News Release

August 9, 2013

Dworshak Fish Hatchery Receives Hatchery of the Year and Environmental Leadership Awards

Media Contacts:
Steve Rodgers, Nez Perce Tribe, (208) 476-2227
Mark Drobish, USFWS, (208) 476-2236

Green Innovation Results in Significant Energy Savings

The U.S. Fish and Wildlife Service's Dworshak National Fish Hatchery recently received the Department of Interior's "Hatchery of the Year" Award as well as the Regional 'Environmental Leadership Award' for Green Innovation of projects implemented through the BPA Energy Efficiency Program in 2012.

The Dworshak National Fish Hatchery rears and releases 2.1 million summer steelhead smolts, 1.5 million spring Chinook smolts, and 300 thousand coho salmon smolts annually to fulfill various mitigation and restoration efforts. The hatchery has made significant infrastructure improvements since the spring of 2010.

The majority of these modifications have integrated energy and water efficiency improvements while also maintaining or improving fish rearing conditions. The changes have saved an average of 8,621,000 kilowatt hours per year in 2011 and 2012 when compared to 2010, and over 19,000,000 kilowatt hours per year when compared to 2006.  Because hydroelectric power is supplied to Dworshak Hatchery from the Dworshak Dam, any energy saved at the hatchery is then available for use elsewhere with direct cost avoidance to BPA. As a result of these projects, enough clean hydroelectric power was made available for distribution across the grid to provide the annual power requirements of approximately 1,500 homes.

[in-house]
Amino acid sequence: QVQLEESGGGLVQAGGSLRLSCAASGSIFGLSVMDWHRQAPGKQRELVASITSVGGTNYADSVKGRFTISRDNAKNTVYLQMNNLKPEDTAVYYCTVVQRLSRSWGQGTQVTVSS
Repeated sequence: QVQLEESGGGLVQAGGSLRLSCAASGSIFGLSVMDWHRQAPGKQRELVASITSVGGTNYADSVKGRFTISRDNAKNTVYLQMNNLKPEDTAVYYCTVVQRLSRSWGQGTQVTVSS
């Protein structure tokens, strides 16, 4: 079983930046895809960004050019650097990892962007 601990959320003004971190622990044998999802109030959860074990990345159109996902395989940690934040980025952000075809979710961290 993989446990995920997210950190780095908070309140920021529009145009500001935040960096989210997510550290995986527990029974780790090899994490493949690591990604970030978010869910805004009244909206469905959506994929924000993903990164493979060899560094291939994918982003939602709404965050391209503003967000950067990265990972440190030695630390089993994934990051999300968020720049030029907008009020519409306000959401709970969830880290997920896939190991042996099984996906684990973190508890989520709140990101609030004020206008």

“The infrastructure improvements have not only generated significant energy savings, but have also created greater flexibility for hatchery fish production” says Steve Rodgers, acting Complex Manager at Dworshak Fish Hatchery. “Egg capacity in the incubation room has been doubled, reducing the use of costly electric boilers. Other improvements include replacing and rerouting water pipelines to increase efficiency, and installing variable frequency drives on hatchery pumps”.

Infrastructure improvements were made possible through partnerships with Bonneville Power Administration (BPA), the U.S. Army Corps of Engineers, and the U.S. Fish and Wildlife Service’s Lower Snake River Compensation Plan (LSRCP) program. The U.S. Fish and Wildlife Service and Nez Perce Tribe jointly operate the facility.

Approximately $600,000 was made available through BPA’s Energy Efficiency program to fund these projects. As a result of these successes, Dworshak Hatchery employees are now assisting other facilities in applying similar operational and infrastructure reviews in an effort to improve efficiency. They are also currently working with BPA’s Energy Efficiency team to perform additional energy savings projects at Dworshak Hatchery.